The 9 Circles of Scientific Hell

By Neuroskeptic | November 24, 2010 10:45 am

Dante’s Inferno: a classic of world literature, the definitive statement of the mediaeval Christian world-view, the first major work in the Italian language, and the basis for a violent videogame. The poem offers a tour through the nine increasingly horrible levels of Hell, in which sinners are tormented forever.

But Dante lived before the era of modern science. I thought I’d update his scheme to explain what happens to those guilty of various scientific sins, ranging from the commonplace to the shocking.

Bear in mind that Dante’s Hell had a place for everyone, and it was only Christ’s intervention that saved anyone from it; even “good” people went to Hell because everyone sins. But they are still sins. Likewise, very few scientists (and I’m certainly not one of them) would be able to avoid being condemned to some level of this Inferno… but, that’s no excuse.

First Circle: Limbo
“The uppermost circle is not a place of punishment, so much as regret. Those who have committed no scientific sins as such, but who turned a blind eye to it, and encouraged it by their awarding of grants and publications, spend eternity on top of this barren mountain, watching the carnage below and reflecting on how they are partially responsible…”
Second Circle: Overselling
“This circle is reserved for those who exaggerated the importantance of their work in order to get grants or write better papers. Sinners are trapped in a huge pit, neck-deep in horrible sludge. Each sinner is provided with the single rung of a ladder, labelled ‘The Way Out – Scientists Crack Problem of Second Circle of Hell”
Third Circle: Post-Hoc Storytelling
“Sinners condemned to this circle must constantly dodge the attacks of demons armed with bows and arrows, firing more or less at random. Every time someone is hit in some part of their body, the demon proceeds to explain at enormous length how they were aiming for that exact spot all along.”

Fourth Circle: P-Value Fishing
“Those who tried every statistical test in the book until they got a p value less than 0.05 find themselves here, an enormous lake of murky water. Sinners sit on boats and must fish for their food. Fortunately, they have a huge selection of different fishing rods and nets (brandnames include Bayes, Student, Spearman and many more). Unfortunately, only one in 20 fish are edible, so they are constantly hungry.”

Fifth Circle: Creative Use of Outliers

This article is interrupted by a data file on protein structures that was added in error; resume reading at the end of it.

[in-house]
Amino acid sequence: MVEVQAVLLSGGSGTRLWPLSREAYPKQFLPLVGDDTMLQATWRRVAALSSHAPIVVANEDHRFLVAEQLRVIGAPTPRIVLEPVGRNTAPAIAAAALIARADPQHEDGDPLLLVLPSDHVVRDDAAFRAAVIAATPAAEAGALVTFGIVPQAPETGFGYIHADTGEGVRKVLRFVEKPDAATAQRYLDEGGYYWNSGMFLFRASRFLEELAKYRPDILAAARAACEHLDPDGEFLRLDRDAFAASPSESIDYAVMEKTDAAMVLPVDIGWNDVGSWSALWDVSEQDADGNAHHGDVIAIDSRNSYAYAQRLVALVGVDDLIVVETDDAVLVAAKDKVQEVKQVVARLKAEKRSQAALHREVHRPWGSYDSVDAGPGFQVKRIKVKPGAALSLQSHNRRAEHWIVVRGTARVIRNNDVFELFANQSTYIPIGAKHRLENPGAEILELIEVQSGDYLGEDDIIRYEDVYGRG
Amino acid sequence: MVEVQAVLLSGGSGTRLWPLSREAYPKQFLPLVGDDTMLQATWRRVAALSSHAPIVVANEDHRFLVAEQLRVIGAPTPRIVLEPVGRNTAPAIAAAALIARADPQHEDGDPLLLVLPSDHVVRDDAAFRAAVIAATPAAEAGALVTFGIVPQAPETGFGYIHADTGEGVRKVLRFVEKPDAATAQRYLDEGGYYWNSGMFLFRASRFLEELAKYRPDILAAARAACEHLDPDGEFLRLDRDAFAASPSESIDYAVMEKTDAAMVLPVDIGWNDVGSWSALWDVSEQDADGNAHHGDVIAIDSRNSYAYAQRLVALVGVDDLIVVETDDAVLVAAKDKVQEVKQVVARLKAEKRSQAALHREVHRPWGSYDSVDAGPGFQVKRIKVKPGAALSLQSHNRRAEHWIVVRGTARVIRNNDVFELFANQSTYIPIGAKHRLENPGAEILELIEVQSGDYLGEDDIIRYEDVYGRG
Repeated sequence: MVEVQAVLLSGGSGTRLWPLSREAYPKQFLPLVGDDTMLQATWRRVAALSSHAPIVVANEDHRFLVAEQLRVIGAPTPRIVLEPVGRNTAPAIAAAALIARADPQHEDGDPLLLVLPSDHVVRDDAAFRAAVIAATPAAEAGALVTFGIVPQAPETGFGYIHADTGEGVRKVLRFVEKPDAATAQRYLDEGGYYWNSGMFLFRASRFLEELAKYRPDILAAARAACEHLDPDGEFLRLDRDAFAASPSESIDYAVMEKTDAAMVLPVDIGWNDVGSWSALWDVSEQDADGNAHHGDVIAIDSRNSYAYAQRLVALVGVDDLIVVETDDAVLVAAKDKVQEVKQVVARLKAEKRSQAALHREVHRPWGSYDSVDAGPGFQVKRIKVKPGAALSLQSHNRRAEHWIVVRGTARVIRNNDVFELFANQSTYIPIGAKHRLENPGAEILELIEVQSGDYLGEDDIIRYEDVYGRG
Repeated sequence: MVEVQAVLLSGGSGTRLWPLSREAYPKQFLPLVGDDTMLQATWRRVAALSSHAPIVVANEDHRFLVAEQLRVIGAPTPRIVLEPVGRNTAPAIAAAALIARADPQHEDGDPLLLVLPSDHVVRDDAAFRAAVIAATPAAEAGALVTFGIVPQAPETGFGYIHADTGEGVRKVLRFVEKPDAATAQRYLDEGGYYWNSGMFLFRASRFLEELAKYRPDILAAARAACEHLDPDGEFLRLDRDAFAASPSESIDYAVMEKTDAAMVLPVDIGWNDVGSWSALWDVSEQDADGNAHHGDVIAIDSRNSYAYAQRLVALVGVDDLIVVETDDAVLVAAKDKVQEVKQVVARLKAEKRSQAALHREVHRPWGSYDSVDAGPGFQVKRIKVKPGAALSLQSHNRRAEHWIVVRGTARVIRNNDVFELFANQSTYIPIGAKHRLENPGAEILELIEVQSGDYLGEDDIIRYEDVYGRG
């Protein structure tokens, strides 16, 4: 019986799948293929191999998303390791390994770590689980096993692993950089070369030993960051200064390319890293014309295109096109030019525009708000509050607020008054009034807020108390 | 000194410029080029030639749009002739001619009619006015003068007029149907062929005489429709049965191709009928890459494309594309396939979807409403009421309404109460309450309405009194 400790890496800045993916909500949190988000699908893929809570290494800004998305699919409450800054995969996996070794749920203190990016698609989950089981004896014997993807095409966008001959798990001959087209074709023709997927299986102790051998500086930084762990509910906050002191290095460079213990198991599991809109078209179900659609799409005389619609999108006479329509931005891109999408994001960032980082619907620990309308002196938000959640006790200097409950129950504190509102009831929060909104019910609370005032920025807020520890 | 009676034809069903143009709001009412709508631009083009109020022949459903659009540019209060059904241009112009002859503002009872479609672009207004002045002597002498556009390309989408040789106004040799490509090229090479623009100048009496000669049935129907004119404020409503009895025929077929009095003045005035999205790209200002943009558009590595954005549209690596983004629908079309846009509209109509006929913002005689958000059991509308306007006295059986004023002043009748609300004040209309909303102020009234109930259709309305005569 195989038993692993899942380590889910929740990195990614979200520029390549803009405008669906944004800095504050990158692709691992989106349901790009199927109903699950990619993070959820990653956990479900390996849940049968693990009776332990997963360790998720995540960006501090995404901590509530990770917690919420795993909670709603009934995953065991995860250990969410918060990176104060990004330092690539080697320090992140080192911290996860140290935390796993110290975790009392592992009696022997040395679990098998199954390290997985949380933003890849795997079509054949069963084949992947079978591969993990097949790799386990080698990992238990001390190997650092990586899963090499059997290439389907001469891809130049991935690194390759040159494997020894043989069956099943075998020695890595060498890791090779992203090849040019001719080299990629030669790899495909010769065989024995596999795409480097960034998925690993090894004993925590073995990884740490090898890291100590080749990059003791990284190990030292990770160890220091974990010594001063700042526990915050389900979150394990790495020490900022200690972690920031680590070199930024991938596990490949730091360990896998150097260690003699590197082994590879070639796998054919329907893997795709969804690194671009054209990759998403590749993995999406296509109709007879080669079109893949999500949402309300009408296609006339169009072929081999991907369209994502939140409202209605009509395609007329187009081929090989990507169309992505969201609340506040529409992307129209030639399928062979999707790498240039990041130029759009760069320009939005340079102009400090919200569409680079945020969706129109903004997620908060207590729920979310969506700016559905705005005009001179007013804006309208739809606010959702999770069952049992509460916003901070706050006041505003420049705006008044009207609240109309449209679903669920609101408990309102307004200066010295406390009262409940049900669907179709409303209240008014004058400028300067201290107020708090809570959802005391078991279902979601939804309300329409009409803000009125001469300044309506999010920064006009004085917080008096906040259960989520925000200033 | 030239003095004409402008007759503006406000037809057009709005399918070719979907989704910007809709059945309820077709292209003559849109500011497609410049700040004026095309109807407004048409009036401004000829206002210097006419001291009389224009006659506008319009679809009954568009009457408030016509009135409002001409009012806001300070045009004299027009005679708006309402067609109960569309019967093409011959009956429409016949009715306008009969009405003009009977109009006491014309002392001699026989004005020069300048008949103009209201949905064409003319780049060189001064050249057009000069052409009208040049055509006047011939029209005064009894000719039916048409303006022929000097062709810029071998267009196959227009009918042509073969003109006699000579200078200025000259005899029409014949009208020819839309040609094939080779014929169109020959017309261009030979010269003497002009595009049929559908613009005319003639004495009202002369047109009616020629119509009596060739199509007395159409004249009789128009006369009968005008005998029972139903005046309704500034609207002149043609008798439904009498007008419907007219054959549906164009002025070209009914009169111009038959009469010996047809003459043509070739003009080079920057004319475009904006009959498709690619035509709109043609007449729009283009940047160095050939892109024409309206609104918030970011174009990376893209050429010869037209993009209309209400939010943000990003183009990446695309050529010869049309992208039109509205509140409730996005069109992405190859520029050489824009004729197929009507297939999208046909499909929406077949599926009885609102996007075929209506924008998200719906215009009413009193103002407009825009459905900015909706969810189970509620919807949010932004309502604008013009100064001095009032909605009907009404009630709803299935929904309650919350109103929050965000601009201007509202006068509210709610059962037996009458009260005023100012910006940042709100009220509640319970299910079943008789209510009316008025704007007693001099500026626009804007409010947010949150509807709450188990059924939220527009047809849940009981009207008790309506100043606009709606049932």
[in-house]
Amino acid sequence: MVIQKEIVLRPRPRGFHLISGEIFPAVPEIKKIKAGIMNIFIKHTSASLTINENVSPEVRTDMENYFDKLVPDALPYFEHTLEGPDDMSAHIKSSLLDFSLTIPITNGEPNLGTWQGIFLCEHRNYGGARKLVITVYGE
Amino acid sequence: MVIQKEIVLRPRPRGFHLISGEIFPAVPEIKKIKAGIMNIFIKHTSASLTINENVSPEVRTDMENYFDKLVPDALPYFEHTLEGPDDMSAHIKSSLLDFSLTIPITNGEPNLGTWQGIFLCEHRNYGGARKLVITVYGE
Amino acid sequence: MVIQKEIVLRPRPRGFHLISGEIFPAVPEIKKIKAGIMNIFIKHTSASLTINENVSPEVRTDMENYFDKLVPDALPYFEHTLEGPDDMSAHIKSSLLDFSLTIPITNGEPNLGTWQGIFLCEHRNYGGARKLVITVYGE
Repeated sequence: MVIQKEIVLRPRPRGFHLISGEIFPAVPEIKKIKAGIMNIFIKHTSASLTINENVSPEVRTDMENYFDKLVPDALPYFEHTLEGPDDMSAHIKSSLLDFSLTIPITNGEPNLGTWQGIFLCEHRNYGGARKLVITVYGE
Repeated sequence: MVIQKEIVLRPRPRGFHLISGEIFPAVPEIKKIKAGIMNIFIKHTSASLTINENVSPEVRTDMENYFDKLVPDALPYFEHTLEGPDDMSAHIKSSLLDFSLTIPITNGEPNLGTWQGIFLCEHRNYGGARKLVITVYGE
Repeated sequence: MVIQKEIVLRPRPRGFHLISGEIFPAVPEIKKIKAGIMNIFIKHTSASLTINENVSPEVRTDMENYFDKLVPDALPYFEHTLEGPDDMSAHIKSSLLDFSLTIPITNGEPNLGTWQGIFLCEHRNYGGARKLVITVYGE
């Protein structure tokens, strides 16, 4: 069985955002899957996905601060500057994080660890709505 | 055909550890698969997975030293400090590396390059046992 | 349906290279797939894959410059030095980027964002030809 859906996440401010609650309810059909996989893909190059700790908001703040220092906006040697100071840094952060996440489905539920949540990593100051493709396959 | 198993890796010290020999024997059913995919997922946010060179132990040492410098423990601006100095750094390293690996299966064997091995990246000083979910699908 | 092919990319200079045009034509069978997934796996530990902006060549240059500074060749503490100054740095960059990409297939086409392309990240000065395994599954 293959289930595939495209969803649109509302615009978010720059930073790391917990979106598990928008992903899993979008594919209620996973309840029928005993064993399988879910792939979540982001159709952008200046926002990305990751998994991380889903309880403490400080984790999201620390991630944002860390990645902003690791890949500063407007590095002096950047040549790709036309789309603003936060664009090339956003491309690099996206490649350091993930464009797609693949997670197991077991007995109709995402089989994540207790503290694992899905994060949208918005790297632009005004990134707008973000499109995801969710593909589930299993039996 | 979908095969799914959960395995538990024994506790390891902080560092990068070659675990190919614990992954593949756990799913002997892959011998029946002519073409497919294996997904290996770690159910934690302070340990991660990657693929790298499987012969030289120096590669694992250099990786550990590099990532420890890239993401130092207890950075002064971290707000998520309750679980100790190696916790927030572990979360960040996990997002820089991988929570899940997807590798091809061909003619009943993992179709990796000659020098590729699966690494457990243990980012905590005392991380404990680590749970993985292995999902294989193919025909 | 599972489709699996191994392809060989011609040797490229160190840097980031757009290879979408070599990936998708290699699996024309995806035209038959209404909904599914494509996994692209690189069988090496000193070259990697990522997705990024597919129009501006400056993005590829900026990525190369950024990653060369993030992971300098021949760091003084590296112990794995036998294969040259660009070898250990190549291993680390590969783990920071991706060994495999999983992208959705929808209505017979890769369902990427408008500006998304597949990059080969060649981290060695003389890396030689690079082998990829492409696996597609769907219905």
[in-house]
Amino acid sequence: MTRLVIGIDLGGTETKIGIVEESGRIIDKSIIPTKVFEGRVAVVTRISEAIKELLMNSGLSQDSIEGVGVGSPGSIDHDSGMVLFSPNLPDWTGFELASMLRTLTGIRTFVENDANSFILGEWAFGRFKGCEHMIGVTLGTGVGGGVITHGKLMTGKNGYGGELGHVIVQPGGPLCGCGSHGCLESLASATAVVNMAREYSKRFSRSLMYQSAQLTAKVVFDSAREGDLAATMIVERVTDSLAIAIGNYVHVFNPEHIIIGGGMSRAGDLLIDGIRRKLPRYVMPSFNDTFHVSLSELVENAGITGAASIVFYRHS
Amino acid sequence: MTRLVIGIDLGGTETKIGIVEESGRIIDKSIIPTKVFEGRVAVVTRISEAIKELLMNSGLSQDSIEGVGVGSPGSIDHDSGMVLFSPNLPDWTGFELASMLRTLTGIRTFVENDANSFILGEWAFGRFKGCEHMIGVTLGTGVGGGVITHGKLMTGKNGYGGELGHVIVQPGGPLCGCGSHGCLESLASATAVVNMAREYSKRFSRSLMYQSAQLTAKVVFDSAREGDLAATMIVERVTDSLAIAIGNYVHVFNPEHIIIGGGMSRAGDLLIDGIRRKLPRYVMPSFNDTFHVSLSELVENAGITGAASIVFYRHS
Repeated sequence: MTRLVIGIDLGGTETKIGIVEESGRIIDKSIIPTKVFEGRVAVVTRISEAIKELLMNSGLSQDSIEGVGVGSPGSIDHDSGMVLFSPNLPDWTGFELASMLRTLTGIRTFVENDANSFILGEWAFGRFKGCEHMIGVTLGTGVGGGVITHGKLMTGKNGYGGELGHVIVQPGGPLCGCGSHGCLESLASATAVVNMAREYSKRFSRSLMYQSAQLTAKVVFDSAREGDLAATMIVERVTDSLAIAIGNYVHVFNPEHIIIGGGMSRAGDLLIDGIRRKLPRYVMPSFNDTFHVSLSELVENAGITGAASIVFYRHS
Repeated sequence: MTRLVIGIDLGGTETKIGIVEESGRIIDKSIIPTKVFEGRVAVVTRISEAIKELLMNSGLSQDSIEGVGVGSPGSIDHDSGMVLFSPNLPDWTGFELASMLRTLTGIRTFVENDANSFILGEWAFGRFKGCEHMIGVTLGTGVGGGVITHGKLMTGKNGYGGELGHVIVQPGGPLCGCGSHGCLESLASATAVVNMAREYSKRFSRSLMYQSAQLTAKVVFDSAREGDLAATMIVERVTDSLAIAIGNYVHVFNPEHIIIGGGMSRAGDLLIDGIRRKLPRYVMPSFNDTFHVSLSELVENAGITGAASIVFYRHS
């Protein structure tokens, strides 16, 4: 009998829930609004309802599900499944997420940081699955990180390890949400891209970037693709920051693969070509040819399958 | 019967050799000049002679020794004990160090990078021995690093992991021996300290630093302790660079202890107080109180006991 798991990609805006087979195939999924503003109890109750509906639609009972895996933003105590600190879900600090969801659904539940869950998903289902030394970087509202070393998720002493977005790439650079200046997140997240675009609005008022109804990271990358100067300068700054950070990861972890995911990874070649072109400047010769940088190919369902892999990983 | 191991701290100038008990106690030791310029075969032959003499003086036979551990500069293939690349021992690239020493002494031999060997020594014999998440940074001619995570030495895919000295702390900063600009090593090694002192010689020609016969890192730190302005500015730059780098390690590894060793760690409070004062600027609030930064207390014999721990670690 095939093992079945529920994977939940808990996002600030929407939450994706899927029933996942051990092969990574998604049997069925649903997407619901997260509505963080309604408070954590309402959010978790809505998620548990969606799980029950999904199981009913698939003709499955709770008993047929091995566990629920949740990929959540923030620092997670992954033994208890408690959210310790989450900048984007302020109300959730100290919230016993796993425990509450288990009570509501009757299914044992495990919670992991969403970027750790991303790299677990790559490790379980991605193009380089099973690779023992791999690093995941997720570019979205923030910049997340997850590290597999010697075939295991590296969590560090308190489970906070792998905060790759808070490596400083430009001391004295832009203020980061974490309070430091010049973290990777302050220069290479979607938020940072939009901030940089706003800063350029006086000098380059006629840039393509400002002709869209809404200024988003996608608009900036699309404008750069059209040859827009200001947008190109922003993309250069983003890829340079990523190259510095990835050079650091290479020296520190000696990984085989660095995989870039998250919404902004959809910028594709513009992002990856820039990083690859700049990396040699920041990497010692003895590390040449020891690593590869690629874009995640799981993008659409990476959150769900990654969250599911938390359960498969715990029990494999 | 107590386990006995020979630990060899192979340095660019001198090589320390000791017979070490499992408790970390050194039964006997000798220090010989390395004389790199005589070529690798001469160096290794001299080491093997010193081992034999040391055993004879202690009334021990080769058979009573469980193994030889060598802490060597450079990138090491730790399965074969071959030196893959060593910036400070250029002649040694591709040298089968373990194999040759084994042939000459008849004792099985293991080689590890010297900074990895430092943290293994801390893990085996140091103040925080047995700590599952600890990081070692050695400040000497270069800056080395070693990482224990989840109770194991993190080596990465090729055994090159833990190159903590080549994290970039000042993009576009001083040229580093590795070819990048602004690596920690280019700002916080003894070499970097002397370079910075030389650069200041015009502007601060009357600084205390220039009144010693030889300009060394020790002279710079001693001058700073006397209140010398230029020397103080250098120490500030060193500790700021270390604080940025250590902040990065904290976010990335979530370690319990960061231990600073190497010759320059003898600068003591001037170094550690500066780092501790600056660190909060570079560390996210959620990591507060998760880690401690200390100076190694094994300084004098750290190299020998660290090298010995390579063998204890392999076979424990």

“Those who ‘cleaned up’ their results by excluding inconvenient data-points are condemned here. Demons pluck out their hairs one by one, every time explaining that they are better off without that hair because there was something wrong with it.”

Sixth Circle: Plagiarism
“This circle is entirely empty because as soon as a sinner arrives, a winged demon carries them to another circle and forces them to suffer the punishment meted out to the people there. After their 3 year “post” is up, they are carried to another circle, and so on…”

Seventh Circle: Non-Publication of Data
“Here sinners are chained to burning chairs in front of desks covered with broken typewriters. Only if they can write an article describing their predicament, will they be set free. Each desk has a file-drawer stuffed full of these, but the drawers are locked.

Eighth Circle: Partial Publication of Data
“At any one time exactly half of the sinners here are chased around by demons prodding them with spears. The demons choose who to chase at random after ensuring that the groups are matched for age, gender, height and weight. Howling desert winds blow a constant torrent of articles announcing the success of a new program to enhance participation in physical exercise – but with no mention of the side effects.”

Ninth Circle: Inventing Data
“Here Satan himself lies trapped forever in a block of solid ice alongside the worst sinners of all. Frozen in front of their eyes is a paper explaining very convincingly that water cannot freeze in the environmental conditions of this part of Hell. Unfortunately, the data were made up.”

Links: This has been kindly translated into Russian here and into Portuguese here.

CATEGORIZED UNDER: funny, science, statistics, woo
  • Life (Sciences)

    This did make me laugh! 4th and 5th in particular, these bring back bad and frustrating memories!!

  • Kapitano

    This comment has been removed by the author.

  • Kapitano

    What happens to those who win the Nobel prize, then develop a firm delusion outside their specialism – that X always causes Y, and Z always prevents it?

    (And are they above or below scum who spam scientific blogs?)

    (Captcha: Inate. Hmm….)

  • Neuroskeptic